Nicolas Lovell calls them “Superfans”. Kevin Kelly has written about “True Fans”. These are the people who love what you do so much that they will buy everything you produce.
Too often, creative businesses are obsessed with getting more customers instead of selling more to their best customers. Marketing is too often focused on winning new customers whilst overlooking our most loyal existing customers. In contrast, Strategic Marketing is about focusing on the right customers.
Here’s the thing: not all customers are good customers. And even good customers are not all the same. Some are more important than others. In fact the most important few are potentially worth more than all the rest put together. This is the Pareto Principle in action yet again: the 80:20 Rule, which in practice is often even more extreme, so I call it the 95:5 Rule.
Ordinary customers might buy a single product from you, but Superfans wants to buy everything you can produce. They want the super-de-luxe version and are willing to pay for it. Moreover, they want to buy into your values and your story; they want to buy into your creativity and into you.
A creative business can become more profitable by focusing on Superfans. Even better, this increased turnover and profitability doesn’t come from ‘selling out’ but from the opposite; it means staying true to your principles, values and creativity in partnership with the customers that are on the same wavelength as you. No more explaining your pricing to people who just don’t get it. A Superfan Strategy focuses only on those customers with whom you can be your authentic self; customers with whom you can be loud and proud, not apologetic or shy. A Superfan Strategy also means understanding that your best customers are buying more than a simple product or service; they are buying into your values and paying for the experience. A Superfan Strategy requires you to deeply understand what you are selling really to your most important and profitable customers.
A Superfan Strategy hits the sweet spot where commercial success overlaps with being true to our creative passions and principles.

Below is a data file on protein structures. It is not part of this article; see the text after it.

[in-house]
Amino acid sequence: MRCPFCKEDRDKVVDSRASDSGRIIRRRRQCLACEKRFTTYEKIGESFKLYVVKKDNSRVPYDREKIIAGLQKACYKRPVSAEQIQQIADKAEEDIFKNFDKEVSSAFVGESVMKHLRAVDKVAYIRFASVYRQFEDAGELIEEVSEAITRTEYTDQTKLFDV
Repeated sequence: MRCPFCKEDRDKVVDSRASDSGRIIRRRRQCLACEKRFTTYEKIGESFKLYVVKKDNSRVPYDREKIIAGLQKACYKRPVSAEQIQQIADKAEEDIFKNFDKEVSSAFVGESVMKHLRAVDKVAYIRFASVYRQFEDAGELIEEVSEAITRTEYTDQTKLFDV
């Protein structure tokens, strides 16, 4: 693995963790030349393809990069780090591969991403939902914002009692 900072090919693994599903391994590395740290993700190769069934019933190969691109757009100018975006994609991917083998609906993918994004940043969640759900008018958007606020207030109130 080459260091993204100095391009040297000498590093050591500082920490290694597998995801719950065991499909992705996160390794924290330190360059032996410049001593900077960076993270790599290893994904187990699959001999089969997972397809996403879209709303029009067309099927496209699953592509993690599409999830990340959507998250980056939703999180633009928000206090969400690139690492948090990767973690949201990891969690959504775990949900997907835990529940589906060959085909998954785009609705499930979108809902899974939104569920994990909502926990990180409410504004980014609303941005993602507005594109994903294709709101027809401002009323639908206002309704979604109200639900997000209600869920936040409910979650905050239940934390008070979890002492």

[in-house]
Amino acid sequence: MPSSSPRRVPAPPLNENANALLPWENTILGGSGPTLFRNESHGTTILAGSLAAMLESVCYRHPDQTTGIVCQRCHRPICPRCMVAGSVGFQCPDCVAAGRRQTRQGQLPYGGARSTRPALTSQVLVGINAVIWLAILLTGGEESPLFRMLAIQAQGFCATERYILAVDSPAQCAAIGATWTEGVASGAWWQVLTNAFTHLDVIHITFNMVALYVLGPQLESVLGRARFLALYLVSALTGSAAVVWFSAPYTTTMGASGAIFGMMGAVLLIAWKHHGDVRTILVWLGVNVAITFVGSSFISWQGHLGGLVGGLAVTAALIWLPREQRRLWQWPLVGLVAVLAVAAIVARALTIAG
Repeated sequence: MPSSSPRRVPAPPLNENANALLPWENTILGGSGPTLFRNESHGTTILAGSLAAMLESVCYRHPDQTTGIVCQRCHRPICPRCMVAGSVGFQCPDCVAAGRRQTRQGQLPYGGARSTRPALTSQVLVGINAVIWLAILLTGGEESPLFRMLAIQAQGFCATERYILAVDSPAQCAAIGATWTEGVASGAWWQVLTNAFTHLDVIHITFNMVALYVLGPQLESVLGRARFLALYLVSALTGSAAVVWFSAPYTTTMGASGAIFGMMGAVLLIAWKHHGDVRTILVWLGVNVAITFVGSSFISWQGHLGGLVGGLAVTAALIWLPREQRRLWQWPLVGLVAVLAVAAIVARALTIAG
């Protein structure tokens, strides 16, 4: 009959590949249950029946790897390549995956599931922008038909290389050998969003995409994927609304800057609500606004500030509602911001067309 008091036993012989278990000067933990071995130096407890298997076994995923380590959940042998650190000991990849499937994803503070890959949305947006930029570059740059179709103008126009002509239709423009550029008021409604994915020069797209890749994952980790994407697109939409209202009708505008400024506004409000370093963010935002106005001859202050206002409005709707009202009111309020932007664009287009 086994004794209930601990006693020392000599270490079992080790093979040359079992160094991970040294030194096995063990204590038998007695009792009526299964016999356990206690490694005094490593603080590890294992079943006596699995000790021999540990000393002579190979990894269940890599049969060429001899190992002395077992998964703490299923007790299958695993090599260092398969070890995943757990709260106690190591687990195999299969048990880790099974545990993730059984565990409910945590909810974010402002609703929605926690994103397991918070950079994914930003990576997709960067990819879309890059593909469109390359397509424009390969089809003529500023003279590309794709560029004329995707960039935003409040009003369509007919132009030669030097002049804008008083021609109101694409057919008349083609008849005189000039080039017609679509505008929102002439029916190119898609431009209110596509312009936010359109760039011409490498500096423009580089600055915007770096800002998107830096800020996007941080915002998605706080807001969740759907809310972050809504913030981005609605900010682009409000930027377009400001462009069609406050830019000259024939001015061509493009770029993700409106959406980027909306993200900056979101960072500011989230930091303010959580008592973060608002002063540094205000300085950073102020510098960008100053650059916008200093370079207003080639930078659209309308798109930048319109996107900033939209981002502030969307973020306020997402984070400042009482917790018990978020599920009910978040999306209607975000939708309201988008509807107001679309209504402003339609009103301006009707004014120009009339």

One True Fan
Kevin Kelly’s article 1,000 True Fans says that a creative entrepreneur doesn’t need a mass market, or tens of thousands of consumers, but one thousand customers who will buy everything you create. It makes sense, but where to start? Well, the Chinese proverb says that a journey of a thousand miles starts with a single step. When advising clients about marketing they ask me how to find hundreds of new customers, but sometimes this task is too daunting. Instead, I ask them how they would find just one customer within a few days if their life depended on it. This focus leads them to think of the best customers; the ones that love what you do and are holding out money ready to buy from you. From there, we find the second, and the third. Often these have the same profile as the first, are in the same community, or otherwise linked, so it’s then relatively easy to keep mining along this rich seam, from one Superfan to the next.
Enable Your Superfans
In his book ‘The Curve’ (and the free eBook introduction to it), Nicholas Lovell describes customers as ranging from ‘Freeloaders’ to ‘Superfans’. Based on his experience of computer games, most people just download the free app, a smaller percentage pay for the ‘pro’ version, and then a tiny number buy every in-app purchase possible. These few are the Superfans. If you don’t limit what they can buy, these few will spend more money than all the rest put together, by far. So enable them, create more things for them to spend their money on. Devise high quality enhanced offerings for them by working at your highest creative level. Switch your focus from the basic item for the one-off purchaser, and instead serve the Superfans. (Read more about this in the free eBook ’10 Ways to Make Money in a Free World’.)
This makes sense economically. It also makes sense in terms of your values, creative talents and mission because your Superfans are the people who get you, who believe in the same values you do, and deeply love the products you offer.
Jill’s next record: spend from $10 to $10,000
Singer songwriter Jill Sobule gave her fans a range of options to buy into her next record, including plenty of expensive things for her Superfans. Significantly, these included not just enhanced products but also experiences and involvement in her creative work. See the full list online here.
This is a technique similar to those used in crowdfunding campaigns, where people are offered enhanced products or additional perks for a higher level of investment, but Jill stretched the range further than most.
Measure ARPU not ‘Units Sold’
A Superfan Strategy can transform your business if you change your emphasis from measuring units sold to measuring ‘Average Revenue Per User’ (ARPU). This is also a change of thinking from putting your products at the centre of your business to putting customers at the centre. Thinking about ARPU focuses our attention and efforts towards selling more to our Superfans and potential Superfans. (Read more about this in the free eBook ’10 Ways to Make Money in a Free World’.)
What to do next
To transform your business by refocusing on a Superfan strategy:
- Analyse and rank your best customers in terms of ARPU, then consider how to increase sales to them.
- Devise a bundle of goods, services and experiences you could offer to a Superfan who wants to spend a thousand Euros (or Dollars or Pounds) with you.